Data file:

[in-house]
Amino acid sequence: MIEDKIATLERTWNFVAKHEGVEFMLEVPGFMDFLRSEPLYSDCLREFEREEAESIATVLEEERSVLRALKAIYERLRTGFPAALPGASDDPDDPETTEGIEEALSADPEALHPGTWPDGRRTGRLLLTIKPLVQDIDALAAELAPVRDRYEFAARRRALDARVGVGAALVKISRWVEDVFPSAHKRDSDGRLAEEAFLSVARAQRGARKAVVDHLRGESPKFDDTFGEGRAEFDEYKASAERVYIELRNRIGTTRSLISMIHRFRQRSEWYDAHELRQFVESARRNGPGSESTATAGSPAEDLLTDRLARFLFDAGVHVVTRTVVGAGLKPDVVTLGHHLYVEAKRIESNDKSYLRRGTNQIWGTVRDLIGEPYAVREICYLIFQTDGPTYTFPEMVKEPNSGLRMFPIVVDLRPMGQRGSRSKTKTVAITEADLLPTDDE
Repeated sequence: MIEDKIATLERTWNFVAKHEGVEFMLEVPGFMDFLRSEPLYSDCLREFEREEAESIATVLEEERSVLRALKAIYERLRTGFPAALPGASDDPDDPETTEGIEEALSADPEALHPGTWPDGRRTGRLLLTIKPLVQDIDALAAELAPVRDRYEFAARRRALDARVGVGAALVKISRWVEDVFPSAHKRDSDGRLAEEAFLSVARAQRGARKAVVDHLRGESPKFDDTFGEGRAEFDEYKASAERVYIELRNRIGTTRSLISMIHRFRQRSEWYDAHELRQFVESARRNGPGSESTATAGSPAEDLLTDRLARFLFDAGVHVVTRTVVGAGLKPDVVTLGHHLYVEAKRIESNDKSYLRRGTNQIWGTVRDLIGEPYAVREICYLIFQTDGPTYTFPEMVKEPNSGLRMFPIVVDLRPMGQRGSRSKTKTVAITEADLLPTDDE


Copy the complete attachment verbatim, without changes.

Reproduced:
[in-house]
Amino acid sequence: MIEDKIATLERTWNFVAKHEGVEFMLEVPGFMDFLRSEPLYSDCLREFEREEAESIATVLEEERSVLRALKAIYERLRTGFPAALPGASDDPDDPETTEGIEEALSADPEALHPGTWPDGRRTGRLLLTIKPLVQDIDALAAELAPVRDRYEFAARRRALDARVGVGAALVKISRWVEDVFPSAHKRDSDGRLAEEAFLSVARAQRGARKAVVDHLRGESPKFDDTFGEGRAEFDEYKASAERVYIELRNRIGTTRSLISMIHRFRQRSEWYDAHELRQFVESARRNGPGSESTATAGSPAEDLLTDRLARFLFDAGVHVVTRTVVGAGLKPDVVTLGHHLYVEAKRIESNDKSYLRRGTNQIWGTVRDLIGEPYAVREICYLIFQTDGPTYTFPEMVKEPNSGLRMFPIVVDLRPMGQRGSRSKTKTVAITEADLLPTDDE
Repeated sequence: MIEDKIATLERTWNFVAKHEGVEFMLEVPGFMDFLRSEPLYSDCLREFEREEAESIATVLEEERSVLRALKAIYERLRTGFPAALPGASDDPDDPETTEGIEEALSADPEALHPGTWPDGRRTGRLLLTIKPLVQDIDALAAELAPVRDRYEFAARRRALDARVGVGAALVKISRWVEDVFPSAHKRDSDGRLAEEAFLSVARAQRGARKAVVDHLRGESPKFDDTFGEGRAEFDEYKASAERVYIELRNRIGTTRSLISMIHRFRQRSEWYDAHELRQFVESARRNGPGSESTATAGSPAEDLLTDRLARFLFDAGVHVVTRTVVGAGLKPDVVTLGHHLYVEAKRIESNDKSYLRRGTNQIWGTVRDLIGEPYAVREICYLIFQTDGPTYTFPEMVKEPNSGLRMFPIVVDLRPMGQRGSRSKTKTVAITEADLLPTDDE